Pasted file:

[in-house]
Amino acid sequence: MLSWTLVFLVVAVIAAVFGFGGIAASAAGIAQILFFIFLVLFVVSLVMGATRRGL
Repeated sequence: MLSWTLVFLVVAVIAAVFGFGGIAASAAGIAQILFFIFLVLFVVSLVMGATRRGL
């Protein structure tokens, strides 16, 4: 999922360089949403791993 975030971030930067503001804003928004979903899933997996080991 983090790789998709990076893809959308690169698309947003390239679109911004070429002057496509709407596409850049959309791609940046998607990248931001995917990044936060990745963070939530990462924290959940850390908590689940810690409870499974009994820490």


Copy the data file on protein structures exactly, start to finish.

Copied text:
[in-house]
Amino acid sequence: MLSWTLVFLVVAVIAAVFGFGGIAASAAGIAQILFFIFLVLFVVSLVMGATRRGL
Repeated sequence: MLSWTLVFLVVAVIAAVFGFGGIAASAAGIAQILFFIFLVLFVVSLVMGATRRGL
């Protein structure tokens, strides 16, 4: 999922360089949403791993 975030971030930067503001804003928004979903899933997996080991 983090790789998709990076893809959308690169698309947003390239679109911004070429002057496509709407596409850049959309791609940046998607990248931001995917990044936060990745963070939530990462924290959940850390908590689940810690409870499974009994820490």